Jeremy Cameron isn't your typical key forward with his ability to kick running goals. That was on display in Saturday's win over Adelaide, where two of his four goals for the game were brilliant long-range snaps. Generating distance, not accuracy, can often be a challenge with snaps yet Cameron kicked truly from 40m out with a left-foot snap across his body from a third-quarter throw-in. The ex-Giants forward showcased his array in the fourth term, with another snap but this time he was hemmed in on the boundary not suited to a left footer. Sharp shooter. - Ben Somerford

00:47 Mins
Published on

Jezza nails stunning curler while off-balance

Jeremy Cameron breaks a tackle and finishes with super snap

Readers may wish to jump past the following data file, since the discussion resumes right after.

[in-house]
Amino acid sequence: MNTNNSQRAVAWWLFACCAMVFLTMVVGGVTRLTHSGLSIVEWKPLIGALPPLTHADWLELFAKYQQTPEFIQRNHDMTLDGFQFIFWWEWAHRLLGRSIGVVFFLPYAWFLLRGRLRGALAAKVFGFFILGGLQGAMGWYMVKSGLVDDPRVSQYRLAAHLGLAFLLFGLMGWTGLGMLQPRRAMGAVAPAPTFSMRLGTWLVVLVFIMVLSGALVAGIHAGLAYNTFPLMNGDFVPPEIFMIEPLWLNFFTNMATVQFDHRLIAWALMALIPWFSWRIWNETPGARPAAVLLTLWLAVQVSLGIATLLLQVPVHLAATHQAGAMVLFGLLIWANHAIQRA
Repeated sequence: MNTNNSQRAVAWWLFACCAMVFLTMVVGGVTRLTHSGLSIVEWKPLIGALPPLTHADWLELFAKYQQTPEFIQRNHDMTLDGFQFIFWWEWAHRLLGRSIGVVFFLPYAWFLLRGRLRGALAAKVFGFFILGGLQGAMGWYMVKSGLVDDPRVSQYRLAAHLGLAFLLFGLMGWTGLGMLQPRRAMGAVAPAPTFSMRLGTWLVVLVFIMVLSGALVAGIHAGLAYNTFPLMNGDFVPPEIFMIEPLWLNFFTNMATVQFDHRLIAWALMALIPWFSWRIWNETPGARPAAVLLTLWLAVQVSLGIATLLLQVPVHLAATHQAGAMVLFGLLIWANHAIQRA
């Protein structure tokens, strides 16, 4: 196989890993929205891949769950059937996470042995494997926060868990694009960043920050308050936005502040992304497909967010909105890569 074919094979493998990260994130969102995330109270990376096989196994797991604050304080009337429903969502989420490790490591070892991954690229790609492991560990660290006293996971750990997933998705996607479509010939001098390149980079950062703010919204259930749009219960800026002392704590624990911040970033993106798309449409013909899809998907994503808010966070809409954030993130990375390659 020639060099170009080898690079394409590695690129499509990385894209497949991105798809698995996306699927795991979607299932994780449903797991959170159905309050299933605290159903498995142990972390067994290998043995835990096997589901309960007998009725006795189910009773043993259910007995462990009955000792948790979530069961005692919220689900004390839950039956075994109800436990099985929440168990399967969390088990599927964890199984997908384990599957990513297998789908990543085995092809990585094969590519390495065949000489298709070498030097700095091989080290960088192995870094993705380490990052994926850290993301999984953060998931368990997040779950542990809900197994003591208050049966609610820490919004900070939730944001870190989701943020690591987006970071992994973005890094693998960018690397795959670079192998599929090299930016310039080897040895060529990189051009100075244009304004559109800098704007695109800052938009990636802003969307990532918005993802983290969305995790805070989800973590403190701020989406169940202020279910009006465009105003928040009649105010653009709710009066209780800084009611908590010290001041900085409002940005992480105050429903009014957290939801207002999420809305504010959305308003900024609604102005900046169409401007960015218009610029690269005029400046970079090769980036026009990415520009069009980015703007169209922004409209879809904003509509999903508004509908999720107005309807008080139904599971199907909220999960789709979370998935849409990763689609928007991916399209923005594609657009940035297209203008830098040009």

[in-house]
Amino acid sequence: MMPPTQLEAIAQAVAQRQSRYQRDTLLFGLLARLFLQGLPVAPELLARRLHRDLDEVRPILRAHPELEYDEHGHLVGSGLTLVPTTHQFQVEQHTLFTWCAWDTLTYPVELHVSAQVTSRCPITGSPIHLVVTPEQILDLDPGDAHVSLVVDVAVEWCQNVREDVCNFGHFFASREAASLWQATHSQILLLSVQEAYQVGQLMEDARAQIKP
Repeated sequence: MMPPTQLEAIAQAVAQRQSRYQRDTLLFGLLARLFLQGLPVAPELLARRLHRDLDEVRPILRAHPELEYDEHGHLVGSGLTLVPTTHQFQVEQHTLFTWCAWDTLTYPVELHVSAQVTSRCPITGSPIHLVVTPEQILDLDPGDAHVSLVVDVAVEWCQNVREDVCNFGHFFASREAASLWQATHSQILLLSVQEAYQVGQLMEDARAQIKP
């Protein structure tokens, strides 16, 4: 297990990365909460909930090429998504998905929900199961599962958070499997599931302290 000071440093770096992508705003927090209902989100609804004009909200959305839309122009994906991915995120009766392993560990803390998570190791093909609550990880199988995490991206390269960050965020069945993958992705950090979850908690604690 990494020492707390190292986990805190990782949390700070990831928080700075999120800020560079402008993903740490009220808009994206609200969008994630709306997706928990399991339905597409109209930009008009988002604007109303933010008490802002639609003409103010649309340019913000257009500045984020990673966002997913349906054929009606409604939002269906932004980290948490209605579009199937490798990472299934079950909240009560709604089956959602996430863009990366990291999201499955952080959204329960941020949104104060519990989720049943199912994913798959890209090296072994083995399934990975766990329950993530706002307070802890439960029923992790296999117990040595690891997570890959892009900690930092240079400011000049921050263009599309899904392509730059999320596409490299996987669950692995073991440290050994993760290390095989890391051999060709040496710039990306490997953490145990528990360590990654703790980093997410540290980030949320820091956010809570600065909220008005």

Published on

5. Cam Rayner is ready to take off

Now half-a-season back following his ruptured ACL, Cam Rayner is a whisker away from taking games over on his own. With Hugh McCluggage (hamstring) sidelined against the Giants, Rayner was thrown on-ball more often, attending 17 centre bounces, and cashing in with the extra opportunities. The former No.1 draft pick had career highs in disposals (25), contested possessions (12) and clearances (six) and was also able to chip in with a goal and two goal assists. Rayner’s power through congestion is a difference-maker for Brisbane, as is his penetrating kicking inside forward 50. His upward trajectory is a major factor why the Lions can be better in 2022 than 2021. – Michael Whiting

Cam Rayner handballs during round 11, 2022. Picture: AFL Photos

6. The Eagles are on the verge of an historic low